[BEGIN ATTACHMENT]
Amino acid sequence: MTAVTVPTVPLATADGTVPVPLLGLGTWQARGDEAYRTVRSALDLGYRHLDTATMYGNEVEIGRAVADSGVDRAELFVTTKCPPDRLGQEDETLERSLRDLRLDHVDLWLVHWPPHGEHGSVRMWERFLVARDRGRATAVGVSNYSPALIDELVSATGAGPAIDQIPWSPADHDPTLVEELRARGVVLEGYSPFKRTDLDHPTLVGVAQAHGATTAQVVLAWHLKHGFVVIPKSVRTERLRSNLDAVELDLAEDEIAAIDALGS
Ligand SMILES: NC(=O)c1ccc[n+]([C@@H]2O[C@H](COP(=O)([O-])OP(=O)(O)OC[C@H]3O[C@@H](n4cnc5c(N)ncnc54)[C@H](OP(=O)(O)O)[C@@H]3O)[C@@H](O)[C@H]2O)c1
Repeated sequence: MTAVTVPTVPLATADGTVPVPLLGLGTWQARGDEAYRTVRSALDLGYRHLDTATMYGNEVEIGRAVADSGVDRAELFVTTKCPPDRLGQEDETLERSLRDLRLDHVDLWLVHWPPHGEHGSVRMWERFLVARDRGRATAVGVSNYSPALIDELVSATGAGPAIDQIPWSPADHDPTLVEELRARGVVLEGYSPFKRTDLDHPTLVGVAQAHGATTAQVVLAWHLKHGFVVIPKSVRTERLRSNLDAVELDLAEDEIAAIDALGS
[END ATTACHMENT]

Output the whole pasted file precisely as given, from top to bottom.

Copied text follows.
Amino acid sequence: MTAVTVPTVPLATADGTVPVPLLGLGTWQARGDEAYRTVRSALDLGYRHLDTATMYGNEVEIGRAVADSGVDRAELFVTTKCPPDRLGQEDETLERSLRDLRLDHVDLWLVHWPPHGEHGSVRMWERFLVARDRGRATAVGVSNYSPALIDELVSATGAGPAIDQIPWSPADHDPTLVEELRARGVVLEGYSPFKRTDLDHPTLVGVAQAHGATTAQVVLAWHLKHGFVVIPKSVRTERLRSNLDAVELDLAEDEIAAIDALGS
Ligand SMILES: NC(=O)c1ccc[n+]([C@@H]2O[C@H](COP(=O)([O-])OP(=O)(O)OC[C@H]3O[C@@H](n4cnc5c(N)ncnc54)[C@H](OP(=O)(O)O)[C@@H]3O)[C@@H](O)[C@H]2O)c1
Repeated sequence: MTAVTVPTVPLATADGTVPVPLLGLGTWQARGDEAYRTVRSALDLGYRHLDTATMYGNEVEIGRAVADSGVDRAELFVTTKCPPDRLGQEDETLERSLRDLRLDHVDLWLVHWPPHGEHGSVRMWERFLVARDRGRATAVGVSNYSPALIDELVSATGAGPAIDQIPWSPADHDPTLVEELRARGVVLEGYSPFKRTDLDHPTLVGVAQAHGATTAQVVLAWHLKHGFVVIPKSVRTERLRSNLDAVELDLAEDEIAAIDALGS